Study: Cell phones reduce sperm counts

Oct 24, 2006

A study debuted in New Orleans has suggested that electromagnetic radiation from cell phones may have an effect on a man's sperm count.

The researchers, whose findings were presented at the 62nd annual meeting of the American Society for Reproductive Medicine, said the sperm may also be affected by the heat generated by the phones, RxPG News reported Tuesday.

Researchers from Cleveland, Mumbai and New Orleans said the effect on a man's sperm count depends on the number of hours he spends using his cell phone every day.

They said data from 364 men being treated for infertility revealed that men who do not use cell phones averaged sperm counts of 86 million per milliliter with 40 percent normal forms and 68 percent motility, while men who used their phones for more than four hours per day averaged sperm counts of 66 million per milliliter with 21 percent normal forms and 48 percent motility.

The researchers said further studies are needed to accurately identify the reason for reduced sperm counts in cell phone users.

Copyright 2006 by United Press International

Explore further: Researchers review help for navigating 'Dr Google'

add to favorites email to friend print save as pdf

Related Stories

MRI for a quantum simulation

25 minutes ago

Magnetic resonance imaging (MRI), which is the medical application of nuclear magnetic resonance spectroscopy, is a powerful diagnostic tool. MRI works by resonantly exciting hydrogen atoms and measuring ...

Why do snakes flick their tongues?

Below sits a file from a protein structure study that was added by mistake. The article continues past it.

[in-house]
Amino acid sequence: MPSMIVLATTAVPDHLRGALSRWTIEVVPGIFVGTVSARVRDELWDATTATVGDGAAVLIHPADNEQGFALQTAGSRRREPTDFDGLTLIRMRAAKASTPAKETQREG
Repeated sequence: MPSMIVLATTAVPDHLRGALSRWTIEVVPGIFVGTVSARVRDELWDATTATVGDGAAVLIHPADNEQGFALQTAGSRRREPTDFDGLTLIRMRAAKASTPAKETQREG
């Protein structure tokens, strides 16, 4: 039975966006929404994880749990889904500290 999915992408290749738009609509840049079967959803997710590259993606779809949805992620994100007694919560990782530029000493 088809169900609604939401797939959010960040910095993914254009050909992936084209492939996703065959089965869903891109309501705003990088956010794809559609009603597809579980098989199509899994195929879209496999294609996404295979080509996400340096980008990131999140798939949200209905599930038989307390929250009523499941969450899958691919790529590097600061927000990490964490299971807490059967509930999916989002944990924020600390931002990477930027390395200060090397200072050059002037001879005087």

26 minutes ago

Many people think a snake's forked tongue is creepy. Every so often, the snake waves it around rapidly, then retracts it. Theories explaining the forked tongues of snakes have been around for thousands of ...

Boat noise impacts development and survival of sea hares

26 minutes ago

While previous studies have shown that marine noise can affect animal movement and communication, with unknown ecological consequences, scientists from the Universities of Bristol and Exeter and the École Pratique des Hautes ...

Recommended for you

Researchers review help for navigating 'Dr Google'

16 minutes ago

With the onset of the digital age more and more people are turning to 'Dr Google' for health and medical information, however local researchers are worried about a lack of resources for helping consumers ...

Japan women world's longest-lived as male lifespan tops 80

26 minutes ago

Japanese men's life expectancy rose above 80 for the first time in 2013, but was still several years below that of their female counterparts, whose lifespan was the world's longest, figures released Thursday showed.

Baby bonus blues ahead for mothers

36 minutes ago

Young mothers who are not in the paid workforce or are marginally employed will be significantly disadvantaged by the removal of the Baby Bonus.

Women in military less likely to drink than civilian women

1 hour ago

While it is known that members of the U.S. military overall are more likely to use alcohol, a new study finds that female enlistees and female veterans are actually less likely to drink than their civilian counterparts. This ...

User comments : 0